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The Dixie Chick(en)s April 23, 2008

Posted by Laura in Farm.
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We’ve made progress in getting our laying flock contained and increasing egg production. We typically get over 2 dozen a day, making folks at church and our elderly neighbors quite happy as we have been giving away our surplus of lovely eggs.

Each hen was carefully screened for egg-eating habits before being added to the movable coops, but some renegades have developed in the ranks. After proudly declaring our storage tote laying boxes a success in a previous posting, I am eating crow. (That will soon change- I will be eating chicken!). The feathered gals have taken to throwing out all the nesting material and fighting over the “best box,” breaking the eggs inside. Once broken, some naughty chickens have begun eating the eggs. They give themselves away by the tell-tale yolk spattered on the feathers around their heads.

(We’ve had 12 laying boxes in our henhouse for years but the boss hens declare 3 to be the only suitable ones and shun the rest. The not-so-cool hens will stand in line with their legs crossed waiting to use one of the “good” ones. Peer pressure is at work even among chickens).

When I collect eggs each day, I also check for ladies with egg on their faces. When I find one, out she goes to a holding cell where she is marked for the gallows.

It isn’t convenient or possible to “process” a chicken right away some times, so that is why I’ve started decorating the naughty ones so we can identify them easily when the time comes. I don’t want to make yet another pen to carry food and water to just for these death row chickens, so the alternative is to let them free range until we are ready to make chicken and dumplings. I had to come up with a pretty permanent way to mark them and we had leftover spray paint on hand. I decided to let them be patriotic in their last days. Here are a couple pictures.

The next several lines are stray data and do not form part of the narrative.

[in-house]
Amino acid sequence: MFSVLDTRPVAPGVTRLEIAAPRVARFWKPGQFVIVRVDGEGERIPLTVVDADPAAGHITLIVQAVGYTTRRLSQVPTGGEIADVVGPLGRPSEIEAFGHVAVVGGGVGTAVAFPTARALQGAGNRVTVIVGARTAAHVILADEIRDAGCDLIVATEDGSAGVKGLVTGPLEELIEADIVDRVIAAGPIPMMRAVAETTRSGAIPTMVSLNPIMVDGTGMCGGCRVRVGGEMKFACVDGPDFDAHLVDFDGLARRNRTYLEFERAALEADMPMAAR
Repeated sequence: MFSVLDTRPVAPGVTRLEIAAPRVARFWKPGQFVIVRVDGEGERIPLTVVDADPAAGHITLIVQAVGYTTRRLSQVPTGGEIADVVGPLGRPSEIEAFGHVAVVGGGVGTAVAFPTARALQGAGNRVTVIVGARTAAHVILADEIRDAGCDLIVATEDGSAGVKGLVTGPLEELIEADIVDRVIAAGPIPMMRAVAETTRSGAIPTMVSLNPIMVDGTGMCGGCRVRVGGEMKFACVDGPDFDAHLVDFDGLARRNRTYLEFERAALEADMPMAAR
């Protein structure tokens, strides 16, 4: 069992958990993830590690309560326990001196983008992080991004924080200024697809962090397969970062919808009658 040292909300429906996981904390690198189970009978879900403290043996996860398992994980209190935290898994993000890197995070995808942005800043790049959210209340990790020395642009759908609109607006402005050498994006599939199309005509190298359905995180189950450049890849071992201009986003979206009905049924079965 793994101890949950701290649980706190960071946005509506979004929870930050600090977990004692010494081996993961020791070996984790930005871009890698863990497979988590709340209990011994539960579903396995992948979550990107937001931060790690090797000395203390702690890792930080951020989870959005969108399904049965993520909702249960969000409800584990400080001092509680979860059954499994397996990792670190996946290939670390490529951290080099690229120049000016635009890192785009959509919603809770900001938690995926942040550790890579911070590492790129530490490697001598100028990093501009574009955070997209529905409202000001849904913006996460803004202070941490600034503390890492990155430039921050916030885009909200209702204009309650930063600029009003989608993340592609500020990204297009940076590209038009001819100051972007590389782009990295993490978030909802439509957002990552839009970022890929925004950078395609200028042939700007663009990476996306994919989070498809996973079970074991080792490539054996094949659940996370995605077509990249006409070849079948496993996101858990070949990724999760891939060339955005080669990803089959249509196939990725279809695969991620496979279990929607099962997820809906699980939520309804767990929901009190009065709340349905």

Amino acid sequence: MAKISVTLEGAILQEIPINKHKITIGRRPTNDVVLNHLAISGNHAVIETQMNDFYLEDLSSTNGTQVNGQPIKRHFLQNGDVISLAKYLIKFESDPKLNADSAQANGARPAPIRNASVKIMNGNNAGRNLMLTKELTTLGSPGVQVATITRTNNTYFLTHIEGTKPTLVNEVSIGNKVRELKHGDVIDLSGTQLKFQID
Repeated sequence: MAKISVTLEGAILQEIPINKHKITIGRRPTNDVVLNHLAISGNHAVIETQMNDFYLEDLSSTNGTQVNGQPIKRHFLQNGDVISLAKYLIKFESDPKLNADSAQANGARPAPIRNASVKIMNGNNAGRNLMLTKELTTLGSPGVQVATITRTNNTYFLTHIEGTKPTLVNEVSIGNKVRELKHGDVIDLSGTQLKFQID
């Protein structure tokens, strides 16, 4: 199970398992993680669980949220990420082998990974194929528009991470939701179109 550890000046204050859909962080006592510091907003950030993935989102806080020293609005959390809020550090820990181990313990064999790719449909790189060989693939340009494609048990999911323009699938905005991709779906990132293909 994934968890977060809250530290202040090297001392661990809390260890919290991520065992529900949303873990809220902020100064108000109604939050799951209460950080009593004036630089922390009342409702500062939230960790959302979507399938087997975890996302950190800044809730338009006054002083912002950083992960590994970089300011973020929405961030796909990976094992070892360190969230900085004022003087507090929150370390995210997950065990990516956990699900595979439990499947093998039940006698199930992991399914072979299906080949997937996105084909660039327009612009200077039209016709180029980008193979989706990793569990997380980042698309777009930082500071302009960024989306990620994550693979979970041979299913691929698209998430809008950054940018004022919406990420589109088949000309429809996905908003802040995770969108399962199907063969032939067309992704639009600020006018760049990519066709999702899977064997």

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Comments»

1. Becky - April 24, 2008

Better be careful. Those hens remind me of Indians painted up in preparation for a war party. Pretty colors!

2. Marci - April 24, 2008

Hee hee…… That’s a good way to do it. You should sell your excess eggs and let them pay for their feed. =)

3. Laura - April 24, 2008

We used to have an unintentional yet busy egg business. When the hens stopped laying last fall, we got out. It was a source of stress to have the right number of eggs ready (and I am perfectionistic about having at least one blue-green, one speckled, and one dark brown in each carton) on the right day and we were rationing our own egg use to fill other people’s orders. The worst part was that we weren’t charging enough to even pay for the birds’ feed, but hated to raise prices. There is one lady who drove 30 miles to pickup eggs from us and I know she REALLY appreciated them. She often brought bread to feed both dogs and chickens while she was here. I think I will call her and let her know we have a surplus again, but no more deliveries.

4. -Kev - April 24, 2008

LOL! That’s a great story!

When I was in Ireland last year, shephards would slap some red, green, blue, or some other color paint on their sheep. Each shephard’s was a specific color. That way, they could just let the sheep roam around the countryside and intermingle until it was shearing time.

I think that’s also where the term ‘catching you red handed’ comes from, but I can’t remember the tie-in.


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